US Formally Recognizes Israeli Control over Golan, Citing Security Concerns

PM Netanyahu and President Trump. Photo courtesy of Amos Ben-Gershom (GPO)

United States President Donald Trump made history in favor of Israel again on Monday, becoming the first American president to officially recognize Israeli sovereignty over the Golan Heights region that border Syria. The territory, captured by Israel in 1967 while battling Syrian aggression, is a critical high ground for defense, and this was a key reason for the Trump’s decision.

Against the backdrop of Iranian buildup in Syria, ongoing threats from the terror group Hezbollah in Lebanon and simmering Syrian antagonism against Israel, Trump signed a presidential declaration on Monday proclaiming that “the United States recognizes that the Golan Heights are part of the State of Israel.”

The declaration, posted to the White House website, noted that Israel “took control of the Golan Heights in 1967 to safeguard its security from external threats” and listed security concerns facing Israel today posed by Iran and terror groups such as Hezbollah. Those concerns were shared by Israeli Prime Minister Benjamin Netanyahu, who was in the US for the Trump signing. “Your recognition is a two-fold act of historic justice,” Netanyahu told Trump in comments released by his office. “Israel won the Golan Heights in a just war of self-defense, and the Jewish people’s roots in the Golan go back thousands of years.”

A fact sheet released to the White House website summarized the motivation behind the move: “Israel’s sovereignty over the Golan Heights is critical to the security of Israel and the stability of the entire Middle East.” Along those lines, the presidential declaration noted that “any possible future peace agreement in the region must account for Israel’s need to protect itself from Syria and other regional threats.”

History highlights the importance of the territory. “From 1948 to 1967, Syria rained deadly fire from the Golan Heights on Israel’s citizens below. A generation of Israeli children lived in constant danger,” said Netanyahu on Monday. “And then, in two glorious days in June 1967, the brave soldiers of Israel scaled those daunting heights and liberated the Golan.”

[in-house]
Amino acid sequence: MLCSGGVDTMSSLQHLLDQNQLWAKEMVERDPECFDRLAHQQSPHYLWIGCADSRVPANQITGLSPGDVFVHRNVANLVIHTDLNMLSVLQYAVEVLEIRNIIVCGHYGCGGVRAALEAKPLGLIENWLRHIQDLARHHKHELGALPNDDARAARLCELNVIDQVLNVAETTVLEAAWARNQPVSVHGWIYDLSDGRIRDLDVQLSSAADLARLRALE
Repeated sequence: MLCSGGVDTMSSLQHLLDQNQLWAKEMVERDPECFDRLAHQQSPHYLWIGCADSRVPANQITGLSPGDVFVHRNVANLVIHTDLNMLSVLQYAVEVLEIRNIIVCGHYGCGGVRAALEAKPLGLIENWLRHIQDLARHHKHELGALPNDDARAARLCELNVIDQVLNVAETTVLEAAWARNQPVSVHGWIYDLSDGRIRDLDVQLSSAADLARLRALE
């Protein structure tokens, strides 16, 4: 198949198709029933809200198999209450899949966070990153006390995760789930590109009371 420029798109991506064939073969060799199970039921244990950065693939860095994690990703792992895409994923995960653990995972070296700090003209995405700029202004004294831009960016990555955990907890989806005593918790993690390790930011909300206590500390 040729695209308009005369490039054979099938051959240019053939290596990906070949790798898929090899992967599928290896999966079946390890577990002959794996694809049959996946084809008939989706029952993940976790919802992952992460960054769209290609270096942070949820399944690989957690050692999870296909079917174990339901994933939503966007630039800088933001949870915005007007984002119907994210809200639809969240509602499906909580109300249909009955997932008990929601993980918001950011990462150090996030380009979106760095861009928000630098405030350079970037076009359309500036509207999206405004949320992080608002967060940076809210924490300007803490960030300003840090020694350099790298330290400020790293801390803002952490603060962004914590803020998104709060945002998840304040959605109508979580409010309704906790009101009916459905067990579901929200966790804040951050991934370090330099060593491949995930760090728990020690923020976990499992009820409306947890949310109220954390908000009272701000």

Netanyahu noted that it took decades to “translate our military victory into a diplomatic victory,” and Trump said that delay was too long.

“It’s something that I’ve been hearing about for many years, from many people. I’ve been studying for years,” said Trump in comments with Netanyahu posted to the White House website. “And this should have been done, I would say, numerous Presidents ago. But for some reason, they didn’t do it, and I’m very honored to have done it.”

The timing is critical for both Israel and for Trump. For Israel, Iran’s activities in Syria are a pressing concern that has resulted in many Israeli military strikes in Syria to prevent their enemies from growing the threat there.

For Trump, the diplomatic boost to Israel comes as the Americans are leaving Syria militarily and thereby removing a forceful counter to Russian and Iranian influence there. It also comes at a time when voices of support for sovereignty of the Golan on behalf of the Syrian regime of Bashar al-Assad will be stifled by the war crimes committed by that regime in Syria’s civil war.

In comments given to reporters on Monday and published by the State Department, the US Special Representative for Syria Engagement, Ambassador James Jeffrey, didn’t expect the Golan move would harm his mandate of addressing the conflict in Syria and the threat posed by ISIS.

“The Assad regime is considered a pariah by almost all of the countries in the Middle East. It will continue to be considered a pariah. I don’t think I’m going to have a lot of problems with this,” he said on Monday.

As for Israel, past wars with Syria in 1967 and 1973 that involved the Golan were recalled by Israel in thinking about the dangers today. “Your proclamation comes at a time when the Golan is more important than ever for our security, when Iran is trying to establish bases in Syria to strike at Israel. From across the border in Syria, Iran has launched drones into our airspace, missiles into our territory,” Netanyahu told Trump.

“Mr. President, just as Israel stood tall in 1967, just as it stood tall in 1973, Israel stands tall today. We hold the high ground and we shall never give it up.”

Netanyahu was soaring in his thanks to Trump for making the move, comparing him to the Persian ruler who issued the order to rebuild the Temple and historic leaders who called for Jews to have a homeland.

“Over the years, Israel has been blessed to have many friends who sat in the Oval Office, but Israel has never had a better friend than you. You show this time and again,” said Netanyahu. “…In the long sweep of Jewish history, there have been a handful of proclamations by non-Jewish leaders on behalf of our people and our land: Cyrus the Great, the great Persian king; Lord Balfour; President Harry S. Truman; and President Donald J. Trump.

“You, Mr. President, you’ve done it not once, but twice: with your bold proclamation on Jerusalem and with your bold proclamation today on the Golan.”

Netanyahu presented the White House staff with wine from the Golan Heights Winery, but he believes the bond between Israel and the Americans over the Golan goes much deeper than a shared drink.

Said Netanyahu, “Mr. President, we have a saying in Israel. I’ll say it in Hebrew. It says HaAm im haGolan. That means the people are with the Golan. But thanks to you, we now know that there are two peoples who stand with the Golan, the people of Israel and the people of America.”

(By Joshua Spurlock,, March 25, 2019)




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